Taylor is the director of the forthcoming PBS "American Masters" documentary on the life and work of Dorothea Lange. Titled "Dorothea Lange: Grab a Hunk of Lightning," the film looks at Lange’s life from her upbringing outside New York City, to her emergence as a major American photographer. Lange is best-known for her work chronicling the Dust Bowl era, but her oeuvre includes much more, including pictures of Depression-era labor strife, the internment of Japanese-Americans and early environmentalist documentary photography. Such was Lange’s stature that just after she died in 1966 the Museum of Modern Art devoted just its sixth retrospective of a photographer’s career to her work. 

"Grab a Hunk of Lightning" premieres on PBS stations this Friday, August 29. Check your local listings to see if your PBS station is airing it at that time.

Taylor has won five Emmy awards for her work as a cinematographer and director of photography, and as also won a Peabody Award for the “American Masters” episode “Winter Dreams: F. Scott Fitzgerald.” She’s currently at work on a documentary about James Turrell and Roden Crater. Taylor also happens to be Lange and husband Paul Taylor’s granddaughter. 

This is a detail of one of Lange’s pictures of the barracks at Manzanar, one of the internment camps to which Japanese-Americans were confined during World War II.

How to listen to this week’s show: Listen to or download this week’s program above, on SoundCloudvia direct-link mp3, or subscribe to The MAN Podcast (for free) at:

Source SoundCloud / Modern Art Notes Podcast


This week’s Modern Art Notes Podcast features documentary filmmaker Dyanna Taylor and art historian and author Judith Zilczer. 

Taylor is the director of the forthcoming PBS "American Masters" documentary on the life and work of Dorothea Lange. Titled "Dorothea Lange: Grab a Hunk of Lightning," the film looks at Lange’s life from her upbringing outside New York City, to her emergence as a major American photographer. Lange is best-known for her work chronicling the Dust Bowl era, but her oeuvre includes much more, including pictures of Depression-era labor strife, the internment of Japanese-Americans and early environmentalist documentary photography. Such was Lange’s stature that just after she died in 1966 the Museum of Modern Art devoted just its sixth retrospective of a photographer’s career to her work.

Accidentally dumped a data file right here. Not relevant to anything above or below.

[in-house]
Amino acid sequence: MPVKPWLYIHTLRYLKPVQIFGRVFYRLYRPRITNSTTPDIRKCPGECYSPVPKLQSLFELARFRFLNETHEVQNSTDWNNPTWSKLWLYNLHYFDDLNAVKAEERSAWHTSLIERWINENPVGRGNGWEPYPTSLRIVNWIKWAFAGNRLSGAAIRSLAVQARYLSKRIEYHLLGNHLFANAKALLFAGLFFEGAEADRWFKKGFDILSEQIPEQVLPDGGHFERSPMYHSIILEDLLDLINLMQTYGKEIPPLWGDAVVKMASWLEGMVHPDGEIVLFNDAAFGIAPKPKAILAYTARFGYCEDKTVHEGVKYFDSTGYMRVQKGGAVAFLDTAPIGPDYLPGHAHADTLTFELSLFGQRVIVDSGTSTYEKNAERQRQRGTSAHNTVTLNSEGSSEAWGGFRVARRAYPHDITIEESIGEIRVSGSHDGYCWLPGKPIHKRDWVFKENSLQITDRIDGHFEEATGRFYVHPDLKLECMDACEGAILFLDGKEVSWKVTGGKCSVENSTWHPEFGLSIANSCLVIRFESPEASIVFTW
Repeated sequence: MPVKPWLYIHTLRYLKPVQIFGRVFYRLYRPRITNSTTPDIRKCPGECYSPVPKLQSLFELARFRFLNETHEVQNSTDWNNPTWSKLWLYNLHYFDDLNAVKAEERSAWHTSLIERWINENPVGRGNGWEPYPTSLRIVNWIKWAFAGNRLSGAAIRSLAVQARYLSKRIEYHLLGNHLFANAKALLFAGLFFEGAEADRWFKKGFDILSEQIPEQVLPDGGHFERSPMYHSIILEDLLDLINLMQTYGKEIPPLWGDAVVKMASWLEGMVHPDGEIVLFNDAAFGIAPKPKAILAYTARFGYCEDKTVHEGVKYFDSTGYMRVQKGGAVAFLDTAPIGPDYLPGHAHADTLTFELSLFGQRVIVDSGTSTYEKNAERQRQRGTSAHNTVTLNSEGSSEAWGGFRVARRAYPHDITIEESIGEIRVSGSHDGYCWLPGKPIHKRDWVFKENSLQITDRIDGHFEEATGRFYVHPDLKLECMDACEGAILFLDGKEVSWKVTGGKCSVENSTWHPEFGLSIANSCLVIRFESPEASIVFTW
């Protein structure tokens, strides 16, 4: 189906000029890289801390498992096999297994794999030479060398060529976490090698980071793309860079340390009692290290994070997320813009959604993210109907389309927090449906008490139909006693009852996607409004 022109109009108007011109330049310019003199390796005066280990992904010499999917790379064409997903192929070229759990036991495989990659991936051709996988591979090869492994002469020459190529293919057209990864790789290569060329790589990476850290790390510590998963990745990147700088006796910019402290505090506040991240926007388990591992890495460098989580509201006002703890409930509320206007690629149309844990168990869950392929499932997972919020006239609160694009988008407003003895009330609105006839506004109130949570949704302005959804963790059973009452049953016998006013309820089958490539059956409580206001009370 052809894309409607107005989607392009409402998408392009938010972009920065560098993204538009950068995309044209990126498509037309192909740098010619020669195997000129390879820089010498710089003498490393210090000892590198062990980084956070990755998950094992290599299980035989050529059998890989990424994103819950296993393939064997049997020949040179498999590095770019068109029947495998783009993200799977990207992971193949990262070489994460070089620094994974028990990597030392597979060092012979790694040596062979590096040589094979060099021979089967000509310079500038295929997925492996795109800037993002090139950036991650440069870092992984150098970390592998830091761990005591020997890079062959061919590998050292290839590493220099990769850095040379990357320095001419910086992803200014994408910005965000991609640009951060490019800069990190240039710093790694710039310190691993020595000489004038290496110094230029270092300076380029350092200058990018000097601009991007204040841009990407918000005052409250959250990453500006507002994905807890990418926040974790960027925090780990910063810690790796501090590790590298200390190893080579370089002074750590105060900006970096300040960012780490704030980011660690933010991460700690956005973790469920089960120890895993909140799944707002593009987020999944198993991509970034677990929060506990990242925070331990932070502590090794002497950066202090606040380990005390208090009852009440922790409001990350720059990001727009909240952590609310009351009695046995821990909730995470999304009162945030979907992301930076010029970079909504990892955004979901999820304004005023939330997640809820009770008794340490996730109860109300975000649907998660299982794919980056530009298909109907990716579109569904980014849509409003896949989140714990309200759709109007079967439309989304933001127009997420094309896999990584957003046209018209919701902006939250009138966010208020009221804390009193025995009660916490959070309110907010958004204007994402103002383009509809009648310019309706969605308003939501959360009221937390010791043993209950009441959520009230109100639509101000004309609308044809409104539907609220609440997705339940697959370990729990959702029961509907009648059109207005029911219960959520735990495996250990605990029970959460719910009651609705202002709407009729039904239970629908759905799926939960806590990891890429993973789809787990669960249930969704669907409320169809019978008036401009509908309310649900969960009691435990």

"Grab a Hunk of Lightning" premieres on PBS stations this Friday, August 29. Check your local listings to see if your PBS station is airing it at that time.

Taylor has won five Emmy awards for her work as a cinematographer and director of photography, and as also won a Peabody Award for the “American Masters” episode “Winter Dreams: F. Scott Fitzgerald.” She’s currently at work on a documentary about James Turrell and Roden Crater. Taylor also happens to be Lange and husband Paul Taylor’s granddaughter. 

The first picture here is one of Lange’s photographs related to the federal government’s internment of Japanese-Americans in 1942. Lange’s caption: “San Francisco, Calif., April 1942 - Children of the Weill public school, from the so-called international settlement, shown in a flag pledge ceremony. Some of them are evacuees of Japanese ancestry who will be housed in War relocation authority centers for the duration.” 

Lange’s caption for the second picture: “Street scene looking east toward the Inyo Mountains at this War Relocation Authority center. The children are coming to their barrack homes from play school. Each family has one room to live in in these barracks. There is no running water in the barracks so all the families in one block use a central bath house. The barracks are heated by wood burning stoves. 6/29/42.”

Lange’s caption for the bottom picture: “Evacuee boy waiting at the entrance of the Recreational Hall at this War Relocation Authority center. He is anxious for the baseball team to assemble. 7/1/42.”

Throughout the day MANPodcast.com will be featuring Lange’s images of and related to internment..

How to listen to this week’s show: Listen to or download this week’s program on SoundCloudvia direct-link mp3, or subscribe to The MAN Podcast (for free) at:


This week’s Modern Art Notes Podcast features documentary filmmaker Dyanna Taylor and art historian and author Judith Zilczer. 
Taylor is the director of the forthcoming PBS "American Masters" documentary on the life and work of Dorothea Lange. Titled "Dorothea Lange: Grab a Hunk of Lightning," the film looks at Lange’s life from her upbringing outside New York City, to her emergence as a major American photographer. Lange is best-known for her work chronicling the Dust Bowl era, but her oeuvre includes much more, including pictures of Depression-era labor strife, the internment of Japanese-Americans and early environmentalist documentary photography. Such was Lange’s stature that just after she died in 1966 the Museum of Modern Art devoted just its sixth retrospective of a photographer’s career to her work. 
"Grab a Hunk of Lightning" premieres on PBS stations on Friday, August 29. Check your local listings to see if your PBS station is airing it at that time.